That said, Puppet shifted traditional infrastructure management more towards software development because we are developing Config as Code, even if it’s declarative.
This shift brings new challenges. A Puppet codebase can become too big, complex, and monolithic. We have to test our code, but how should we do it, and when?
We’ve seen many cases where there is no Unit test (Rspec) for puppet modules and manually executed Catalog compilation tests that could take hours or even days, depending on the size of the codebase.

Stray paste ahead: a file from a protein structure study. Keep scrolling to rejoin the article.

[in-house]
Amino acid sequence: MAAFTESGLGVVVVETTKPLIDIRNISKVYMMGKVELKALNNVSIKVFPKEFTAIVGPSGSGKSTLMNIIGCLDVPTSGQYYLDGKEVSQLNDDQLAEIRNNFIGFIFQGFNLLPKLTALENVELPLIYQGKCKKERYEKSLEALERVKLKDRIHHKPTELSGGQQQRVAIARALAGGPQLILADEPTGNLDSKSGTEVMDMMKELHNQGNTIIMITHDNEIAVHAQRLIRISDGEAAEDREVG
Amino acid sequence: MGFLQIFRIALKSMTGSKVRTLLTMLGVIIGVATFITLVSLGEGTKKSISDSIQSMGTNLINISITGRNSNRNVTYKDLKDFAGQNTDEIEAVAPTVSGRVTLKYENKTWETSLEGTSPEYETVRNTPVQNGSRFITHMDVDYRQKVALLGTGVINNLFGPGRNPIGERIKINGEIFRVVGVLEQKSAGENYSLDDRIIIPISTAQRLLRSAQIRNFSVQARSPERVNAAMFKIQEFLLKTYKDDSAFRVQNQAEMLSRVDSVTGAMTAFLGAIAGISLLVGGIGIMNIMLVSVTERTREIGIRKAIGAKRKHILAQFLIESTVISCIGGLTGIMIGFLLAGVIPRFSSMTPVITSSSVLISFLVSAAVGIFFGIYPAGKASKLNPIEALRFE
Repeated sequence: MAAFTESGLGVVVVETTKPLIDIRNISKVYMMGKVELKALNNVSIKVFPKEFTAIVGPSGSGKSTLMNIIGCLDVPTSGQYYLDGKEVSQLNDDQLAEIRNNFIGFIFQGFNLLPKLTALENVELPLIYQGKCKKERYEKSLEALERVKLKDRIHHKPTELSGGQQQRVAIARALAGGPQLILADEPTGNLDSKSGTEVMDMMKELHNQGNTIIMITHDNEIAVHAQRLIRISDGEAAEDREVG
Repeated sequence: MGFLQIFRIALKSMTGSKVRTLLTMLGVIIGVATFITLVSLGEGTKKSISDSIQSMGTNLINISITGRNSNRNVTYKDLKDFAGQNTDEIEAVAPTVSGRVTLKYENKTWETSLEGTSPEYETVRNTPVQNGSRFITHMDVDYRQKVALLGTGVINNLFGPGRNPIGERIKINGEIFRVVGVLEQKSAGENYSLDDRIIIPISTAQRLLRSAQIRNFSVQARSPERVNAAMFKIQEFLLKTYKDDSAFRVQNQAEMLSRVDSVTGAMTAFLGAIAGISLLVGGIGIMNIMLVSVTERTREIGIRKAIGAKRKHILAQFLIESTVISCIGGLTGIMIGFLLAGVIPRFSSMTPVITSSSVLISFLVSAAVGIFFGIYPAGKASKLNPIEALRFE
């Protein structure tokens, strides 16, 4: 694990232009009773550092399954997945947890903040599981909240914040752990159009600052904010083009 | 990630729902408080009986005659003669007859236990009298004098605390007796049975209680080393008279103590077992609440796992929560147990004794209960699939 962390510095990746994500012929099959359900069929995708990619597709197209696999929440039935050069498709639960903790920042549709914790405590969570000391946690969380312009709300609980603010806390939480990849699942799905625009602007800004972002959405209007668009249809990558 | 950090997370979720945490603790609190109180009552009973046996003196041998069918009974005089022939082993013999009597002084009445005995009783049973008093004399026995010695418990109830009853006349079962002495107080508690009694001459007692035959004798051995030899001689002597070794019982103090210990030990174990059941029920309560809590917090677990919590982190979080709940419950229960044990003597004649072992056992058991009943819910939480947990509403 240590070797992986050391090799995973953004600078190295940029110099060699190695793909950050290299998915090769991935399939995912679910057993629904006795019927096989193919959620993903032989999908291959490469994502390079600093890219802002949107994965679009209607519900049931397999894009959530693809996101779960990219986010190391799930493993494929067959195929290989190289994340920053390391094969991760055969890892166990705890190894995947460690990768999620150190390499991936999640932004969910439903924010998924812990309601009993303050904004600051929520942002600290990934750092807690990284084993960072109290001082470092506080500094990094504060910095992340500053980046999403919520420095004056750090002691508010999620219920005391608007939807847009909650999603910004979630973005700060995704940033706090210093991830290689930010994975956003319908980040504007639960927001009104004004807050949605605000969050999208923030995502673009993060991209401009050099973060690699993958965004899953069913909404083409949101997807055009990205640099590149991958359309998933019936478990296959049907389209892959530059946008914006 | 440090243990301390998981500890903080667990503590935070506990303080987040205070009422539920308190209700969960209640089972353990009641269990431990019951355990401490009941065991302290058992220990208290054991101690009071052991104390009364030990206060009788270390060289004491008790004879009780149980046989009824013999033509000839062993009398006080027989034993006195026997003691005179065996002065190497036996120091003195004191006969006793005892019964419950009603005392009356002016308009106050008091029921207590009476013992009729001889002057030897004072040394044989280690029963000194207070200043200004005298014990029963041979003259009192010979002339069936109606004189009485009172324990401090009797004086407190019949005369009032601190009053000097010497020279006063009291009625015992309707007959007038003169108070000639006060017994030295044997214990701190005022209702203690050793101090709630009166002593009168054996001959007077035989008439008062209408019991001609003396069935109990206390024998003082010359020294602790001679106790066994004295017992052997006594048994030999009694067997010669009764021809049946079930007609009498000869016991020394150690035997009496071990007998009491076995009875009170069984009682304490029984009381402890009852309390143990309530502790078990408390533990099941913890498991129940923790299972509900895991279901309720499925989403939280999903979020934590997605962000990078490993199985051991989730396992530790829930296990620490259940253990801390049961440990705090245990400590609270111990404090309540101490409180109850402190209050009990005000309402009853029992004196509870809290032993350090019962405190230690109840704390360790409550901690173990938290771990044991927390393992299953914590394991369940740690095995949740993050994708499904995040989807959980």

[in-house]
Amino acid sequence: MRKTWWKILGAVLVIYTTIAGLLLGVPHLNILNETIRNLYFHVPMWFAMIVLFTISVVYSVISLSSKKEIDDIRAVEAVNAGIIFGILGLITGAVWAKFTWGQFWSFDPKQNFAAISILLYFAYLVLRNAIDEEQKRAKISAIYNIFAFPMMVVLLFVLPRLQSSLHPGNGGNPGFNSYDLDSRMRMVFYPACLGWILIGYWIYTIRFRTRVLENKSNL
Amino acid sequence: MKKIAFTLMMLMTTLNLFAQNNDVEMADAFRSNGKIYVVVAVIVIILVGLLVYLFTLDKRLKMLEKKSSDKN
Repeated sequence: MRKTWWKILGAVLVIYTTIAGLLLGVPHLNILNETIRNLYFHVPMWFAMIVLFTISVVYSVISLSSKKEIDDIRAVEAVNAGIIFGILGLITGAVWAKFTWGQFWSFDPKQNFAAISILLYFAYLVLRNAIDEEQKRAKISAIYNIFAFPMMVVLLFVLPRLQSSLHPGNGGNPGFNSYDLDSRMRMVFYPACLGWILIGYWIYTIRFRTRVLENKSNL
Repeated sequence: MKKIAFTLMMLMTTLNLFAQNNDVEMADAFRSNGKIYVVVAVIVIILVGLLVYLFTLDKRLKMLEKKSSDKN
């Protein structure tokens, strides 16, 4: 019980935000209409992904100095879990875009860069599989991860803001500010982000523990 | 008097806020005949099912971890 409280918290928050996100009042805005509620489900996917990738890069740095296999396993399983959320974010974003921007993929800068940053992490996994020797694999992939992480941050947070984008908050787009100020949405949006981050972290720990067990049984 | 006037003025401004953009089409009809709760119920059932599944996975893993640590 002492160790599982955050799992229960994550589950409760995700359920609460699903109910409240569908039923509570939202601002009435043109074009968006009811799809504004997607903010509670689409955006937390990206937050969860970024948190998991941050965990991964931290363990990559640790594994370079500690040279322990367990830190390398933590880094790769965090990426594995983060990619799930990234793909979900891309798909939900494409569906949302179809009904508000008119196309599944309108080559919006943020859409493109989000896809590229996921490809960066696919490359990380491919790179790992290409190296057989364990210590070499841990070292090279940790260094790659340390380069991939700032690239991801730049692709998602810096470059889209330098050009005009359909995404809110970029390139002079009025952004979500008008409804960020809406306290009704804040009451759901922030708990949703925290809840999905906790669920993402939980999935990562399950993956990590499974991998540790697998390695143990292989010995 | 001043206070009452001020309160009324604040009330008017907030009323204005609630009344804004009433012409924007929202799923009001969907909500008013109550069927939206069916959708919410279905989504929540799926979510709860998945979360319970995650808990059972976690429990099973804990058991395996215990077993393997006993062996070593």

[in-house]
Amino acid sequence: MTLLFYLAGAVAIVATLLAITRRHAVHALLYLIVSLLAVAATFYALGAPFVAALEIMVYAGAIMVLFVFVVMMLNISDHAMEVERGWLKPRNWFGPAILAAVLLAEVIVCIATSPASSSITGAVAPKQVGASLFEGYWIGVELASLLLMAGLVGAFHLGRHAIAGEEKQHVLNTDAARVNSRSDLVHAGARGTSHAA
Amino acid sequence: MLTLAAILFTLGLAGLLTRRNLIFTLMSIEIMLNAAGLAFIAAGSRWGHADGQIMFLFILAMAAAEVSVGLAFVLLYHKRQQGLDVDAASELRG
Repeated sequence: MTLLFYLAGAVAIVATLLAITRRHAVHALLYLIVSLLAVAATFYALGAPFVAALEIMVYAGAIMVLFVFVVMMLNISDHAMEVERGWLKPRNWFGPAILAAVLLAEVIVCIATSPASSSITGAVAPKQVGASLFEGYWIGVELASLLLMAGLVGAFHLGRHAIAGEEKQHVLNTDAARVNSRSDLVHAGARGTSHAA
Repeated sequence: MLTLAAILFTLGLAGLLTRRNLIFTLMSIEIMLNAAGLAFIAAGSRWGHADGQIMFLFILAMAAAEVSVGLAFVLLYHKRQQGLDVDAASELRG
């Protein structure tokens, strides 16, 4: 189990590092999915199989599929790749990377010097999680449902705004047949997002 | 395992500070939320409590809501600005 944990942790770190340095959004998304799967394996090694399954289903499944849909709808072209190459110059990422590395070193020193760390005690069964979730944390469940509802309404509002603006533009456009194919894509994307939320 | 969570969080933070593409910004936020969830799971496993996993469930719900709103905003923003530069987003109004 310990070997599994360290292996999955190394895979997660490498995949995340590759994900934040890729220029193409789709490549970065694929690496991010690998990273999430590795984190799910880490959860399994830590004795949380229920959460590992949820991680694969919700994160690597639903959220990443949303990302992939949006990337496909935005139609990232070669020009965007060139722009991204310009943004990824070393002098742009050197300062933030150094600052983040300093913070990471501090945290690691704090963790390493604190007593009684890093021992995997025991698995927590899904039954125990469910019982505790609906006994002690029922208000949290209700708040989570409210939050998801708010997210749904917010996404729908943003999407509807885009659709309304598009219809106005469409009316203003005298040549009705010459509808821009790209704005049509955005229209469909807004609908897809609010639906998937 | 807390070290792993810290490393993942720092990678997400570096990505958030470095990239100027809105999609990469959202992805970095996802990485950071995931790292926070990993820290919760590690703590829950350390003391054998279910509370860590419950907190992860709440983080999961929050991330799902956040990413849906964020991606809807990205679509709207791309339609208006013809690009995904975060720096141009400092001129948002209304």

At first sight, CI/CD might not be relevant for Puppet code development because we’re not per se ‘building’ artifacts. Also, Puppet is about run-time configuration management, not build-time.
But if you look closer and apply the principles of CI/CD to Puppet code development, then there are a lot of benefits we can enjoy.
The main advantage is testing, or even better, automated testing! For both Puppet modules and Puppet Control repositories, we can use a pipeline that does all kinds of testing before the code is released for deployment.